Importantly, we could only find traces of Neanderthal DNA in sediments dated to between 130,000 and 80,000 years ago at Denisova Cave — and none of Denisovans.
This time interval coincides with a major change in Earth’s climate: the start of the last interglacial. This was a relatively warm period similar to the present. It marked a switch from one type of Denisovan DNA before 130,000 years ago to another after 80,000 years ago.
This matches previous findings from genetic analysis of Denisovan fossils, which indicated a possible turnover in Denisovan populations. It also coincides with a population replacement of Neanderthals in Spain about 100,000 years ago — again identified from ancient DNA in cave sediments.
We also recovered the ancient DNA of modern humans from sediments deposited at Denisova Cave within the last 60,000 years. No modern human fossils have been found at the site, so these traces of DNA — from the same layers as the jewellery and pendants made from stone, bone, tooth and ivory — are the first direct evidence of Homo sapiens’ presence at the cave.
We recovered other ancient animal DNA from 94% of the sediment samples. This is providing new vistas into cave use by more than 12 taxonomic families of mammals, including species such as bear, hyena, wolf and woolly mammoth.
Previous studies have shown the cave was occupied at times by hyenas and bears. Our findings take this further, revealing cave bears dominated between 300,000 and 200,000 years ago, after which brown bears became more abundant.
We also identified two major shifts in the types of hyena present at different times, with turnovers occurring when climatic conditions changed from relatively warm to cold 200,000 years ago, and from relatively cold to warm 100,000 years ago.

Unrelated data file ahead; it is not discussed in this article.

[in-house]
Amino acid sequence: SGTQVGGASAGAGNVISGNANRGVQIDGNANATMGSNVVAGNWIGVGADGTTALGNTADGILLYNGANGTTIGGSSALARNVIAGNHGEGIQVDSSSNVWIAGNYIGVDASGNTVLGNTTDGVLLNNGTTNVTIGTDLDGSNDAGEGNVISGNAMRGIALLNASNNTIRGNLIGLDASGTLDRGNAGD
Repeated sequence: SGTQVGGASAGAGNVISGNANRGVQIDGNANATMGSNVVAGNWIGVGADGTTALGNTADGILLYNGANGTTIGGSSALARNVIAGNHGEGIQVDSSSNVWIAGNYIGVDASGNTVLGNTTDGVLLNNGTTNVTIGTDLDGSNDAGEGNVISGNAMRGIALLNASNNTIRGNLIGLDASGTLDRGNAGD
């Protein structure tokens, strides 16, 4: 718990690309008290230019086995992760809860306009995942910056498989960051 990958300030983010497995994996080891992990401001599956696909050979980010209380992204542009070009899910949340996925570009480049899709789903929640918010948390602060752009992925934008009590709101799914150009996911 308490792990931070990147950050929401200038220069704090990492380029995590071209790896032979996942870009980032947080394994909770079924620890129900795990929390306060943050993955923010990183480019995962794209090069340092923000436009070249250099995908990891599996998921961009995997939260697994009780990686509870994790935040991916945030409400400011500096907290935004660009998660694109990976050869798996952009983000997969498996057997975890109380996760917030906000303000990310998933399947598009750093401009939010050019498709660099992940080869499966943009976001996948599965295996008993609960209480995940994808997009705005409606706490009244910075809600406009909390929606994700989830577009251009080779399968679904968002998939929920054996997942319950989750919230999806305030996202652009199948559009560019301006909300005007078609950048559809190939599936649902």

The timing of these turnovers, coupled with the patterns we discovered for Denisovans and Neanderthals, suggests these events were likely connected to environmental changes. https://www.youtube.com/embed/aqdu2vjuCUY?wmode=transparent&start=0 A guided tour of our key findings, presented by the lead author of the study, Elena Zavala from the Max Planck Institute for Evolutionary Anthropology.
The power of sediment DNA lies in the fact that sediments are ubiquitous at archaeological and palaeontological sites. Even tiny samples can contain genetic traces of a variety of animals — including humans — in the absence of fossils.
Sediments also often contain plant remains and other materials that can be used to reconstruct ancient environments, with timelines obtained by directly dating sediment grains.
By sampling sites with high densities of sediment DNA, the ebb and flow of humans and other animals can be compared to records of past environmental change. Making these crucial connections can help illuminate the dark corners of our planet’s history.
Elena Zavala, PhD Student, Max Planck Institute for Evolutionary Anthropology; Matthias Meyer, Group Leader, Advanced DNA Sequencing Techniques Group, Max Planck Institute for Evolutionary Anthropology; Richard ‘Bert’ Roberts, Director, ARC Centre of Excellence for Australian Biodiversity and Heritage (CABAH), University of Wollongong, and Zenobia Jacobs, Professor, University of Wollongong